Two weeks before tax day, married lawyers Alan and Jean Brown were signing their names to the back of a familiar-looking green and yellow U.S. Treasury Department check that most Americans associate with a tax refund.
The check the San Antonio couple endorsed on March 30 was an Internal Revenue Service refund of sorts -- but not in the traditional sense.
The $1.34 million check was the result of a settlement between the Browns and the government in Alan Brown, et al. v. United States, a Federal Tort Claims Act (FTCA) suit the couple filed three years ago in the U.S. District Court for the Western District of Texas.
Brenda Morris, a chief deputy in the U.S. Department of Justice's Public Integrity Section who prosecuted the Browns, did not return a telephone call seeking comment.
Question for Orin: As a former DoJ attorney and [Special] AUSA, what's your take on the relationship between the Public Integrity Section and the individual U.S. Attorneys' offices. Isn't public corruption a significant focus of effort by the district offices? What is the nature of the redundancy here?
The story cited raises issues of journalistic integrity.
I don't know anyone who has followed this case who thinks it was accidental. Who are these "dozen lawyers who followed the case" that Ms. Johnson interviewed?
All I'm saying is that I don't believe the prosecution would have been brought had he been a Democrat, or had he not been up for reelection.
(Had Stevens been a Democrat I could well see the Bush political appointees reviewing the evidence and deciding to stop the indictment.)
Orin, there's no need to posit any shadowy conspiracy.
All it took was one or two prosecutors with a sketchy case, deciding that this was an opportunity to get rid of a Republican senator.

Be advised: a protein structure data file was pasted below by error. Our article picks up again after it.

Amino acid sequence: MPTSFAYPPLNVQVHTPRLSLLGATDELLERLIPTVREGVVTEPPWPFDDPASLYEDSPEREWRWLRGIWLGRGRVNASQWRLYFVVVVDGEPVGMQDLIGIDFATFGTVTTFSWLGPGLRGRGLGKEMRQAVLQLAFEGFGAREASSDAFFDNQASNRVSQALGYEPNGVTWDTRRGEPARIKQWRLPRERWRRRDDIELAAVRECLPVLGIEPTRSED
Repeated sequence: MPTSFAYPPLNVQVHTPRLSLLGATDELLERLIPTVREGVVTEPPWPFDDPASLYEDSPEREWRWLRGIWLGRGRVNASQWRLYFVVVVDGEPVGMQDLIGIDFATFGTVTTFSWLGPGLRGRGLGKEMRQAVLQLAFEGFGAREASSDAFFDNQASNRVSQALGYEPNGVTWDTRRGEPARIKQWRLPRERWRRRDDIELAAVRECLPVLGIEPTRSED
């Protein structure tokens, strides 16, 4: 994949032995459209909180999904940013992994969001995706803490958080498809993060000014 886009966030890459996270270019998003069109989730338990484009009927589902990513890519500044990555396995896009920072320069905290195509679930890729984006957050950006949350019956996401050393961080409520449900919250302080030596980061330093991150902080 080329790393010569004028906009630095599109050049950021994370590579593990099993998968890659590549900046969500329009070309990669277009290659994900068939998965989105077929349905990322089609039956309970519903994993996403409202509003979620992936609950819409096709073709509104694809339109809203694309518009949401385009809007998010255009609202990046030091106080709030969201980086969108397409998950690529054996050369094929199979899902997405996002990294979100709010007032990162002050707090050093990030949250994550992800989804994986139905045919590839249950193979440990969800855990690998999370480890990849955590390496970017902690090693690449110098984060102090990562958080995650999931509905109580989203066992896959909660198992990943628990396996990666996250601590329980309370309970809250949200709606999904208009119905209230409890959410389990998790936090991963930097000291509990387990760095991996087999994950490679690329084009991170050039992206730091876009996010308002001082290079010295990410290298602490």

Indict him soon before an election, and hope that by the time the case fails he will have lost his seat. By the time it comes to trial, maybe the evidence will firm up, or maybe you can cut a deal.
But last week, current and former colleagues of Morris defended her reputation and her ethics, saying they do not think that she would intentionally run afoul of the rules.
There is no national-political angle here. Bush was in office. Stevens himself requested that he go to trial before a the election.
It took the Bush DOJ three tries to convict Don Siegelman, Gov of Alabama, a Dem. I don't think the conviction actually came until after, but he lost re-election.
He knows, and he was confident enough of an acquittal to force an early trial (unless that was a bluff that failed).
If you have a comment about spelling, typos, or format errors, please e-mail the poster directly rather than posting a comment.
Comment Policy: We reserve the right to edit or delete comments, and in extreme cases to ban commenters, at our discretion. Comments must be relevant and civil (and, especially, free of name-calling). We think of comment threads like dinner parties at our homes. If you make the party unpleasant for us or for others, we'd rather you went elsewhere. We're happy to see a wide range of viewpoints, but we want all of them to be expressed as politely as possible.
We realize that such a comment policy can never be evenly enforced, because we can't possibly monitor every comment equally well. Hundreds of comments are posted every day here, and we don't read them all. Those we read, we read with different degrees of attention, and in different moods. We try to be fair, but we make no promises.
And remember, it's a big Internet. If you think we were mistaken in removing your post (or, in extreme cases, in removing you) -- or if you prefer a more free-for-all approach -- there are surely plenty of ways you can still get your views out.